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Gunfights are a mess. They are loud, frantic, adrenaline fueled moments of sheer terror during which you will sink to your worst performance with a firearm of your life. It is always easy to fire at paper targets, clay pigeons, tin cans, or fruit at the range-- they do not shoot back. To stand your ground and take aimed, effective shots at a target is fundamental. However, except in few instances, during a gunfight you are going to want to take cover and concealment into account. The life you save may very well be your own.

Cover is the concept of taking shelter behind significant structure to prevent getting lead poisoning from a bad guy. By "significant structure," I mean to say something that you believe will stop a bullet. Examples of this include solid brick walls, boulders, and engine blocks of cars, thick hardwood trees, sidewalk culverts, and so forth.

Concealment is hiding behind something to prevent the bad guy from acquiring you in his sights and sending hate mail in your direction. Concealment is not the same as cover as it is lighter and generally will not offer realistic ballistic protection. Examples of concealment are hiding behind couches, press wood cabinets, interior doors, and sheet rock walls. The idea is to keep unseen from the bad guy for as long as possible, hopefully figuring out where they are and aligning your sites on him before he can on you.

Unless someone picks a fight with you while you are standing in the middle of a football field, odds are you can take advantage of cover and concealment. To be ready and prepared to use cover and concealment properly should the time comes, you need to practice it. This is where barricade shooting comes in.

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For generations law enforcement and military shooters have been forced to go through firearms qualifications training and drills while shooting from behind a barricade. The barricade is simply a structure erected at the range to simulate firing from behind a wall, door, or piece of furniture. Typically, as much as 25 percent of the rounds fired in most modern handgun qualification courses are shot from behind a barricade.

Practice shooting from the left of the barricade just as much as from the right. Practice shooting from both standing and kneeling positions. Prone positions, where you are laying on the ground, should also be experimented with. Practice drawing, holstering, and reloading, from behind that good cover.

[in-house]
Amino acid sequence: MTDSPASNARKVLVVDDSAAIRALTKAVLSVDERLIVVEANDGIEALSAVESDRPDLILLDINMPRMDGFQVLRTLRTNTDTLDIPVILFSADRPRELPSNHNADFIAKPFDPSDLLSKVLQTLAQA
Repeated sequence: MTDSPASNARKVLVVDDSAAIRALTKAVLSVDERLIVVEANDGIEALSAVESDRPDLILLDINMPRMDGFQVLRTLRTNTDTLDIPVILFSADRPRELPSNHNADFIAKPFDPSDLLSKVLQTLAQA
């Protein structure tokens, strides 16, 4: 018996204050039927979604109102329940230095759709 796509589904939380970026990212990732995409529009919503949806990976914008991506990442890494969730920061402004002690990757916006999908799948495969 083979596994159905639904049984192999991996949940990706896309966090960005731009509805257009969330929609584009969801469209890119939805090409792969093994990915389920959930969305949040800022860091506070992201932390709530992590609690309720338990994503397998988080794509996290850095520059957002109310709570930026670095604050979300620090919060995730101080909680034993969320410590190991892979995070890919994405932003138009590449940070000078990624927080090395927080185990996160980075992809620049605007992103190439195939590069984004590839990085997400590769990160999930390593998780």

Most traditional civilian sport handgun ranges, especially those that are indoor, do not have barricades available for practice from. This is an unpleasant fact of life due to liability and cost. If your favorite range does not have a barricade, talk to the owner or manager about possibly installing a simple plywood one on a standalone lane or two. If they do not bite, check out other ranges in your area or local private shooting clubs.

Where I live, the three nearest public ranges do not have barricades, but the local members-only club does as they run 3-gun matches. The local law enforcement range that I train at has trashcans, postal mailboxes, and old used cars to run and gun around.

If you have your own safe backyard range, as many rural shooters do where legal, any number of simple barricade designs can be made for under $20. One of the best choices is simply using a second target stand to simulate a barricade.

Another option is dry firing your safely unloaded weapon (check it several times) in your own real-world surroundings of your home. This will give you the best and most realistic training as to how to get into your positions. Likewise, this practice will point out to you where your best observation points, rally points, and fields of fire are-- before you need to know.

A good tip for this training is to do it when the house is empty and the shades are drawn. The only dirty looks I get when I do this around the house are from the German Shepard.

This may all sound a little extreme, but practicing this is a tool in your toolbox that may save your life in an armed encounter.
 
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